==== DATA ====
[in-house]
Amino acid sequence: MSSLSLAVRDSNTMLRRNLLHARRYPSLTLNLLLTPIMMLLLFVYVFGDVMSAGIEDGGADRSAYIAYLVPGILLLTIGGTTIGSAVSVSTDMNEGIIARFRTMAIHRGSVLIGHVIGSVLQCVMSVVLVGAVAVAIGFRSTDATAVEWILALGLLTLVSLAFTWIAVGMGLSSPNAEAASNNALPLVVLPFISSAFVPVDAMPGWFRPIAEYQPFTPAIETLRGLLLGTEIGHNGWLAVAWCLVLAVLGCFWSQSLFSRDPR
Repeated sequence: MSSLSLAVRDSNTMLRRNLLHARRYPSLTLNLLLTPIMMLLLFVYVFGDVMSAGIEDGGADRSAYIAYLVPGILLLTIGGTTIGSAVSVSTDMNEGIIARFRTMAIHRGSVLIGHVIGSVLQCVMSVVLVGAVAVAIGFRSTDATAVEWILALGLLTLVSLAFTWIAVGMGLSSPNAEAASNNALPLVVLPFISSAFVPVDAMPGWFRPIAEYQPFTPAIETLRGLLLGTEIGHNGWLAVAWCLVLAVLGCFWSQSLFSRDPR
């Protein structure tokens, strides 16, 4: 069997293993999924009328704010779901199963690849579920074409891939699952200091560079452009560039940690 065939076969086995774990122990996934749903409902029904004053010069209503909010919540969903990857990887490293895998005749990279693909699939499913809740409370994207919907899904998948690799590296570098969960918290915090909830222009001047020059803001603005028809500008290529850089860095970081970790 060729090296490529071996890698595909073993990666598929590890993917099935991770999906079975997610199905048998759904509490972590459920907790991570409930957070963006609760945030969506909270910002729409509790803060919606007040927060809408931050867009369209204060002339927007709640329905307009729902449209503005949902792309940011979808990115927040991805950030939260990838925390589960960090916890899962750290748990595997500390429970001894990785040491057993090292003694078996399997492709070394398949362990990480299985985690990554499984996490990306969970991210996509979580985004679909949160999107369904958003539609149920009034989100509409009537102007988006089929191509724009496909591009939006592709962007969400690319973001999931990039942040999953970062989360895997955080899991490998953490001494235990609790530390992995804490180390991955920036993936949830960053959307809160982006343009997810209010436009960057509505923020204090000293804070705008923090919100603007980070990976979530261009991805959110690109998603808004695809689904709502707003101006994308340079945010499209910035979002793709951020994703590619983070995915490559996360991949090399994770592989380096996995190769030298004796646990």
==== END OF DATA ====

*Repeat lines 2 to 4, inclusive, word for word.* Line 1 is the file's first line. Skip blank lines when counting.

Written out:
Amino acid sequence: MSSLSLAVRDSNTMLRRNLLHARRYPSLTLNLLLTPIMMLLLFVYVFGDVMSAGIEDGGADRSAYIAYLVPGILLLTIGGTTIGSAVSVSTDMNEGIIARFRTMAIHRGSVLIGHVIGSVLQCVMSVVLVGAVAVAIGFRSTDATAVEWILALGLLTLVSLAFTWIAVGMGLSSPNAEAASNNALPLVVLPFISSAFVPVDAMPGWFRPIAEYQPFTPAIETLRGLLLGTEIGHNGWLAVAWCLVLAVLGCFWSQSLFSRDPR
Repeated sequence: MSSLSLAVRDSNTMLRRNLLHARRYPSLTLNLLLTPIMMLLLFVYVFGDVMSAGIEDGGADRSAYIAYLVPGILLLTIGGTTIGSAVSVSTDMNEGIIARFRTMAIHRGSVLIGHVIGSVLQCVMSVVLVGAVAVAIGFRSTDATAVEWILALGLLTLVSLAFTWIAVGMGLSSPNAEAASNNALPLVVLPFISSAFVPVDAMPGWFRPIAEYQPFTPAIETLRGLLLGTEIGHNGWLAVAWCLVLAVLGCFWSQSLFSRDPR
């Protein structure tokens, strides 16, 4: 069997293993999924009328704010779901199963690849579920074409891939699952200091560079452009560039940690 065939076969086995774990122990996934749903409902029904004053010069209503909010919540969903990857990887490293895998005749990279693909699939499913809740409370994207919907899904998948690799590296570098969960918290915090909830222009001047020059803001603005028809500008290529850089860095970081970790 060729090296490529071996890698595909073993990666598929590890993917099935991770999906079975997610199905048998759904509490972590459920907790991570409930957070963006609760945030969506909270910002729409509790803060919606007040927060809408931050867009369209204060002339927007709640329905307009729902449209503005949902792309940011979808990115927040991805950030939260990838925390589960960090916890899962750290748990595997500390429970001894990785040491057993090292003694078996399997492709070394398949362990990480299985985690990554499984996490990306969970991210996509979580985004679909949160999107369904958003539609149920009034989100509409009537102007988006089929191509724009496909591009939006592709962007969400690319973001999931990039942040999953970062989360895997955080899991490998953490001494235990609790530390992995804490180390991955920036993936949830960053959307809160982006343009997810209010436009960057509505923020204090000293804070705008923090919100603007980070990976979530261009991805959110690109998603808004695809689904709502707003101006994308340079945010499209910035979002793709951020994703590619983070995915490559996360991949090399994770592989380096996995190769030298004796646990």